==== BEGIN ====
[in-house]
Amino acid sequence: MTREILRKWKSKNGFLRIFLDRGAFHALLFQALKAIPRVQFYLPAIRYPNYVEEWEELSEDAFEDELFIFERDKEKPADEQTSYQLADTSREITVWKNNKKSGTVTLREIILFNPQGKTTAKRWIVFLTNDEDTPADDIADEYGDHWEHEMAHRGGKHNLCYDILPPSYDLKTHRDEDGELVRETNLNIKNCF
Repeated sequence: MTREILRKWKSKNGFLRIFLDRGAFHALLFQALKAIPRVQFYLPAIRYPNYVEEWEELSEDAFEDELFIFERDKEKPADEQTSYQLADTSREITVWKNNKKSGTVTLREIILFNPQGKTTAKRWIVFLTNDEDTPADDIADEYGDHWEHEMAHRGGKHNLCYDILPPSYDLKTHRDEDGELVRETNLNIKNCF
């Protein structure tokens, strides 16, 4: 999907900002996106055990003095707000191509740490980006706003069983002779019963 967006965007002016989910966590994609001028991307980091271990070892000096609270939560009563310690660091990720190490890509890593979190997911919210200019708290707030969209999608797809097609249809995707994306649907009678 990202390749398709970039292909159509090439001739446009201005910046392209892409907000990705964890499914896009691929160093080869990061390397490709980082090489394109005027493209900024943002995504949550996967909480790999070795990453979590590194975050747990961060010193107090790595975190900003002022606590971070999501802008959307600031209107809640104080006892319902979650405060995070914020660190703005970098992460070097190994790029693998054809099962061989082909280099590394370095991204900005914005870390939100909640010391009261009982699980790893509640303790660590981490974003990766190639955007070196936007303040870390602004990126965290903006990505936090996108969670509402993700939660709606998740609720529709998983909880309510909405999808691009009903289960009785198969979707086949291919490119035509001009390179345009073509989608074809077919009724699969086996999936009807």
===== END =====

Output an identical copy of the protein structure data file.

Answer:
[in-house]
Amino acid sequence: MTREILRKWKSKNGFLRIFLDRGAFHALLFQALKAIPRVQFYLPAIRYPNYVEEWEELSEDAFEDELFIFERDKEKPADEQTSYQLADTSREITVWKNNKKSGTVTLREIILFNPQGKTTAKRWIVFLTNDEDTPADDIADEYGDHWEHEMAHRGGKHNLCYDILPPSYDLKTHRDEDGELVRETNLNIKNCF
Repeated sequence: MTREILRKWKSKNGFLRIFLDRGAFHALLFQALKAIPRVQFYLPAIRYPNYVEEWEELSEDAFEDELFIFERDKEKPADEQTSYQLADTSREITVWKNNKKSGTVTLREIILFNPQGKTTAKRWIVFLTNDEDTPADDIADEYGDHWEHEMAHRGGKHNLCYDILPPSYDLKTHRDEDGELVRETNLNIKNCF
């Protein structure tokens, strides 16, 4: 999907900002996106055990003095707000191509740490980006706003069983002779019963 967006965007002016989910966590994609001028991307980091271990070892000096609270939560009563310690660091990720190490890509890593979190997911919210200019708290707030969209999608797809097609249809995707994306649907009678 990202390749398709970039292909159509090439001739446009201005910046392209892409907000990705964890499914896009691929160093080869990061390397490709980082090489394109005027493209900024943002995504949550996967909480790999070795990453979590590194975050747990961060010193107090790595975190900003002022606590971070999501802008959307600031209107809640104080006892319902979650405060995070914020660190703005970098992460070097190994790029693998054809099962061989082909280099590394370095991204900005914005870390939100909640010391009261009982699980790893509640303790660590981490974003990766190639955007070196936007303040870390602004990126965290903006990505936090996108969670509402993700939660709606998740609720529709998983909880309510909405999808691009009903289960009785198969979707086949291919490119035509001009390179345009073509989608074809077919009724699969086996999936009807």